The pogrom by Granada’s Muslims resulted in the assassination of Joseph Ibn Naghrela, and the massacre of some three to four thousand Granadan Jews, along with the pillage of the Jewish community. This figure equals or exceeds the number of Jews reportedly killed by the Crusaders during their pillage of the Rhineland, some thirty years later, at the outset of the First Crusade.



[p. 100] Two major paroxysms of anti-Jewish violence occurred in Muslim Spain during the early, and then the mid-11th century. The first took place in Cordoba between 1010-1013, part of an extended period of chaotic internecine Muslim struggle at the culmination of Umayyad rule. The Berber Muslim chieftain Sulaiman attacked the Jews of Cordoba (perhaps on April 19, 1013) destroying their dwellings, pillaging their storehouses and driving them in terror (including Samuel ibn Naghrela) from the city.According to Avraham Grossman, “…many hundreds of Jews were killed (mainly in Cordoba), and there are those who think the toll was in the thousands.” Grossman also notes the relative paucity of scholarly references to these confirmed pogroms:This event is almost unmentioned in the literature”…


The second catastrophic anti-Jewish outburst transpired five decades later during 1066 in Granada. These attacks were preceded and accompanied by bitter anti-Jewish propaganda, most notably the polemical writings of Ibn Hazm, and a poem by Abu Ishaq directed against the Jewish vizier of Granada Joseph b. Samuel Naghrela.


[p. 102] The jihad depredations of the Almohads (1130-1232) wreaked enormous destruction on both the Jewish and Christian populations in Spain and North Africa. Hirschberg includes this summary of a contemporary Judeo-Arabic account by Solomon Cohen (which comports with Arab historian Ibn Baydhaq’s sequence of events), from January 1148 C.E, describing the Muslim Almohad conquests in North Africa, and Spain: “Abd al-Mumin…the leader of the Almohads after the death of Muhammad Ibn Tumart the Mahdi …captured Tlemcen [in the Maghreb] and killed all those who were in it, including the Jews, except those who embraced Islam…[In Sijilmasa] One hundred and fifty persons were killed for clinging to their [Jewish] faith…All the cities in the Almoravid [dynastic rulers of North Africa and Spain prior to the Almohads] state were conquered by the Almohads. One hundred thousand persons were killed in Fez on that occasion, and 120,000 in Marrakesh. The Jews in all [Maghreb] localities [conquered]…groaned under the heavy yoke of the Almohads; many had been killed, many others converted; none were able to appear in public as Jews…Large areas between Seville and Tortosa [in Spain] had likewise fallen into Almohad hands.”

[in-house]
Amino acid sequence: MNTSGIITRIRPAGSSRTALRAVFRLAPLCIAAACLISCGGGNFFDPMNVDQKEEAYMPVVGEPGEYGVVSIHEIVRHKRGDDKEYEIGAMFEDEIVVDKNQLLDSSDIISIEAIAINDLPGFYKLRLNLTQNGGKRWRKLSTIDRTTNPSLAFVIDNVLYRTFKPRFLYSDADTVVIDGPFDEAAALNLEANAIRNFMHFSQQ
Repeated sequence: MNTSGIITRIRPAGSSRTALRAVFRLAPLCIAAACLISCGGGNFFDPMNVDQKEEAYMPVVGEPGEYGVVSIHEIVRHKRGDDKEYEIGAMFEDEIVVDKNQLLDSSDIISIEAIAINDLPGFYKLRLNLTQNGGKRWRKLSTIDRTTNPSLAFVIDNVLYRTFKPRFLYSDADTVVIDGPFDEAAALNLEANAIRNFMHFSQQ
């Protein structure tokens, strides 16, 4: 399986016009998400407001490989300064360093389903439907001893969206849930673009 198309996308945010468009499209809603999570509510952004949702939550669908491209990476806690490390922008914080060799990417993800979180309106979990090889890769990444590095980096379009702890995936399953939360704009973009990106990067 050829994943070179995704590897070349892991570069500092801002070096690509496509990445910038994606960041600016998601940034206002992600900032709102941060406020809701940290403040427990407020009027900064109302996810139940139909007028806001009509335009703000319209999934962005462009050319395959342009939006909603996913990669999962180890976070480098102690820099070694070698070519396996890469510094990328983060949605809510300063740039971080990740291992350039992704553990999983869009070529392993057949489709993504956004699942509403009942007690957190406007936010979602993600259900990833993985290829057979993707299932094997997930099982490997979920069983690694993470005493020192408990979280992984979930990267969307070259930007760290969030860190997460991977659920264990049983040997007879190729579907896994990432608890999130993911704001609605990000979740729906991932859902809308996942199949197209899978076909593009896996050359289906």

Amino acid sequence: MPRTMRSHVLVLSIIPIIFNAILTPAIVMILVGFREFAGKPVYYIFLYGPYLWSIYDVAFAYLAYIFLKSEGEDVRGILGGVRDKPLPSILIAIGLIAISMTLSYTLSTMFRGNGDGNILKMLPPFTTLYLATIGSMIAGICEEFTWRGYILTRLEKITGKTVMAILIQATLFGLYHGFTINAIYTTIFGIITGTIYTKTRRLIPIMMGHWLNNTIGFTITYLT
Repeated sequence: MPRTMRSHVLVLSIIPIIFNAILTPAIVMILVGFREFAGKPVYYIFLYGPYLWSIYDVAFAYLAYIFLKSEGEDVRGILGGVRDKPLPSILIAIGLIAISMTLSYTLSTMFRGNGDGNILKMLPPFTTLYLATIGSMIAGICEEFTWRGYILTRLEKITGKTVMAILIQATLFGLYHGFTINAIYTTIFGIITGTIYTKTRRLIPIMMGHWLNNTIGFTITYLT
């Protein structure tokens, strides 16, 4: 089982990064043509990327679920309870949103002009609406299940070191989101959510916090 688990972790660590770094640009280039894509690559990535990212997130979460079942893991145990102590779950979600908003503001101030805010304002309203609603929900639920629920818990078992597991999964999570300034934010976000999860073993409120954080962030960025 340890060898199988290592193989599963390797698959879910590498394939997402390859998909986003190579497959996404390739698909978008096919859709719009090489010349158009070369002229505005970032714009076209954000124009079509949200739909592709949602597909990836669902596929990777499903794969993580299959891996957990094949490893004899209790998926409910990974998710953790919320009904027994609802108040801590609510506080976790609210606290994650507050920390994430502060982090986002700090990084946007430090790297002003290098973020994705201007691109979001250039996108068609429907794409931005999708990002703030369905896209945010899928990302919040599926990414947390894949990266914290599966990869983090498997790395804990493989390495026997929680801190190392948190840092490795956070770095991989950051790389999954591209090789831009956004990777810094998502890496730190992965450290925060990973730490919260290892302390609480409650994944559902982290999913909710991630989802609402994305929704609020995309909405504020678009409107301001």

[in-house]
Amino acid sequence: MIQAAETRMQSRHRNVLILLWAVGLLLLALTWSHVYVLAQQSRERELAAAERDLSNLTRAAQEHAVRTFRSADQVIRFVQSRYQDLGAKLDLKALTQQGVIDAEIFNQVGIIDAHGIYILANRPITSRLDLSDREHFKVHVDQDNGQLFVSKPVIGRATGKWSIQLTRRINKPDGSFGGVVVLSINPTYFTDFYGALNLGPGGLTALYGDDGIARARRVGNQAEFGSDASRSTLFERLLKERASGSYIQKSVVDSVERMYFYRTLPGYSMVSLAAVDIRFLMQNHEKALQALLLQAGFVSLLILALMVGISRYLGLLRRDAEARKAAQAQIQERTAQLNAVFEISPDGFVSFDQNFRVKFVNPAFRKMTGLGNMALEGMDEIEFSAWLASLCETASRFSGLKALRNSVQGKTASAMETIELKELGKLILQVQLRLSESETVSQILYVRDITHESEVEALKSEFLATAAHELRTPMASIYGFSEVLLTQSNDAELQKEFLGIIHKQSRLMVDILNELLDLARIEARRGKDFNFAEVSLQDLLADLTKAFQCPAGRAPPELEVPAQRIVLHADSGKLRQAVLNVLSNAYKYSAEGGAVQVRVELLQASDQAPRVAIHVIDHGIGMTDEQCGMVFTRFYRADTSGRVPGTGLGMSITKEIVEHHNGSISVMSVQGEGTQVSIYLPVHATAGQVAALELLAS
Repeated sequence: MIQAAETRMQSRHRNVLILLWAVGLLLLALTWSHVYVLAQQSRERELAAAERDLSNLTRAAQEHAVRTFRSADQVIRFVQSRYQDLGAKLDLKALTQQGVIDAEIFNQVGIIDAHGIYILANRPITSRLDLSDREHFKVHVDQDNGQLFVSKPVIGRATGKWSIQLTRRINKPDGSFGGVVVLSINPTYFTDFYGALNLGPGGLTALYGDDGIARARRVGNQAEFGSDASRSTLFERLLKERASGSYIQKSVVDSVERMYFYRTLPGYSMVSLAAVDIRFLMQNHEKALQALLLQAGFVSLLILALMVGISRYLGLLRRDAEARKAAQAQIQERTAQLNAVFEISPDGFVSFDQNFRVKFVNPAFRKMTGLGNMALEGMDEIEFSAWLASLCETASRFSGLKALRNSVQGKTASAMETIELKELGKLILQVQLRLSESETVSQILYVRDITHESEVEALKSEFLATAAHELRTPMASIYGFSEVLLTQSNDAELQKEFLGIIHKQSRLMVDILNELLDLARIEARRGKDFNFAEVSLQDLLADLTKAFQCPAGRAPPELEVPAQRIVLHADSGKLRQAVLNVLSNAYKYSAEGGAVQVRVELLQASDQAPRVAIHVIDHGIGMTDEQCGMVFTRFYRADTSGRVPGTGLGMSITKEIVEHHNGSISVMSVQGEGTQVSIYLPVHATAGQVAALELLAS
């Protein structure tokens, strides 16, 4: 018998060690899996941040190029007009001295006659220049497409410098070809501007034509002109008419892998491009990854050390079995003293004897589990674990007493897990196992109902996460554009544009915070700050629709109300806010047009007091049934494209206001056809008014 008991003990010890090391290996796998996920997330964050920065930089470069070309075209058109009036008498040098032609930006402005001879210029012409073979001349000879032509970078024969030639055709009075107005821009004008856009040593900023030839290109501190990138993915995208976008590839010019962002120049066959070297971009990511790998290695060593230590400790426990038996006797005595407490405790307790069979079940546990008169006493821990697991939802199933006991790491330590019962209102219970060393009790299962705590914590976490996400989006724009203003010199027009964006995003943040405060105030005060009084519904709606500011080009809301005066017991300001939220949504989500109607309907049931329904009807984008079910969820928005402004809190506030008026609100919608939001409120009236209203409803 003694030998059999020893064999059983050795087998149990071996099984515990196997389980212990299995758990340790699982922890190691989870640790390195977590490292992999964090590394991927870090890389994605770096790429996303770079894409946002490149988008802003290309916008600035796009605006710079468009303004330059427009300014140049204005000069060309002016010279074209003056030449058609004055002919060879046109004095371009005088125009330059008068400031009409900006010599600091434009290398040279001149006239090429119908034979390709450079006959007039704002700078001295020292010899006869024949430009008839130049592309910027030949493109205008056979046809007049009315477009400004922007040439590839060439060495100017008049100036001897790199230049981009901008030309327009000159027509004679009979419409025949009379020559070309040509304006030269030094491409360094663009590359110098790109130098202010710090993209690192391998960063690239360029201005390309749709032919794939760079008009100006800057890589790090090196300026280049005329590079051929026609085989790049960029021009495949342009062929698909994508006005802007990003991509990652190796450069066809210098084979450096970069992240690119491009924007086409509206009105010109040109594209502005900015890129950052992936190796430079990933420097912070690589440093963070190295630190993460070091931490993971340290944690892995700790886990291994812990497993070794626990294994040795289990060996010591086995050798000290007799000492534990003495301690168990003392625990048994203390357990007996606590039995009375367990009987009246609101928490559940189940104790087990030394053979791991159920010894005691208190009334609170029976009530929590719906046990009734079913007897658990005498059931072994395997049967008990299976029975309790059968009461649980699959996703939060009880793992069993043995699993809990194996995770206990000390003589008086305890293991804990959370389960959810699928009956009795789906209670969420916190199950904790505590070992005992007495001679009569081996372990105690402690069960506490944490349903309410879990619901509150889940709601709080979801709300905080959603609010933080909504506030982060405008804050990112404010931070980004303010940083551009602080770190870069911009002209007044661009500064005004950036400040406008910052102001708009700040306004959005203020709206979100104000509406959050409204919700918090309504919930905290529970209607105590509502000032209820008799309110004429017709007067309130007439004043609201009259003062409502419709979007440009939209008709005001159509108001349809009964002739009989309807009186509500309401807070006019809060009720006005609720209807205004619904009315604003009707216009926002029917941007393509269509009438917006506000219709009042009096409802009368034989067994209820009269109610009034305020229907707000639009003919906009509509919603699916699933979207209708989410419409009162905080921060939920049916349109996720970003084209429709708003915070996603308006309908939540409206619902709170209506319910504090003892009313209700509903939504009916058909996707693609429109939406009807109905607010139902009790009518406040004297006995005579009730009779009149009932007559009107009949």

This devastation—massacre, captivity, and forced conversion—was described by the Jewish chronicler Abraham Ibn Daud, and the poet Abraham Ibn Ezra. Suspicious of the sincerity of the Jewish converts to Islam, Muslim “inquisitors”, i.e., antedating their Christian Spanish counterparts by three centuries, removed the children from such families, placing them in the care of Muslim educators. When Sijilmasa [an oasis town southwest of Fez] was conquered by the Almohads in 1146, the Jews were given the option of conversion or death. While 150 Jews chose martyrdom, others converted to Islam, including the dayyan [rabbi, or assistant rabbi] Joseph b. Amram (who later reverted to Judaism). The town of Dar’a suffered a similar fate. Abraham Ibn Ezra’s moving elegy Ahah Yarad Al Sefarad describes the Almohad destruction of both Spanish (Seville, Cordova, Jaen, Almeria) and North African Jewish communities, including Sijilmasa and Dar’a (along with others in Marrakesh, Fez, Tlemcen, Ceuta, and Meknes).


Ibn Aqnin (d. 1220), a renowned philosopher and commentator, who was born in Barcelona in 1150, fled the Almohad persecutions with his family, escaping to Fez. Living there as a crypto-Jew, he met Maimonides and recorded his own poignant writings about the sufferings of the Jews under Almohad rule. Ibn Aqnin wrote during the reign of Abu Yusuf al-Mansur (r. 1184-1199), four decades after the onset of the Almohad persecutions in 1140. Thus the Jews forcibly converted to Islam were already third generation Muslims. Despite this, al-Mansur continued to impose restrictions upon them, which Ibn Aqnin chronicles.


I can only conclude that Morris failed to read or even peruse large swaths of the book—it is unclear how else Morris could have written his inaccurate statements.


Morris’ errors of omission appear, in my humble opinion, to have “justified” his closing ambivalence about the book, sadly negating the earlier diligent and respectful attention he gave to the initial segments of the tome. Thus it seems plausible to me that had he been more attentive to the book’s actual contents (admittedly not a trivial task given its length, and the dry, depressing materials it contains), he might have amplified upon his statement, “Bostom’s book is important and deeply discouraging…,” and  never have added the negative, inaccurate remarks “…but there is no mention of the massacres of Jews in Aden in 1947 and Morocco in 1948, and there is almost no material (since he purports to cover the medieval centuries as well) on the vast pogroms that took place in Spain and North Africa during the Middle Ages. The volume is clearly not a product of systematic research or compilation. The mixing of excerpts from medieval Islamic texts with articles by modern Western scholars of Islam is somewhat confusing (especially when these scholars abundantly quote from the earlier material); it is not always clear where the one begins and the other ends.”


A more careful reading would have revealed copious materials (my reply to The New Republic merely included a very focused synopsis which refers only to Spain and North Africa, not a host of other geographical regions also assessed) “covering the medieval centuries” just as “purported.”  Moreover, there is actually quite a clear delineation between scholars by both Islamic versus Western background, and by historical period, within, and most distinctly between, the separate chapter sections.


Hence my disappointment. But let the record stand corrected.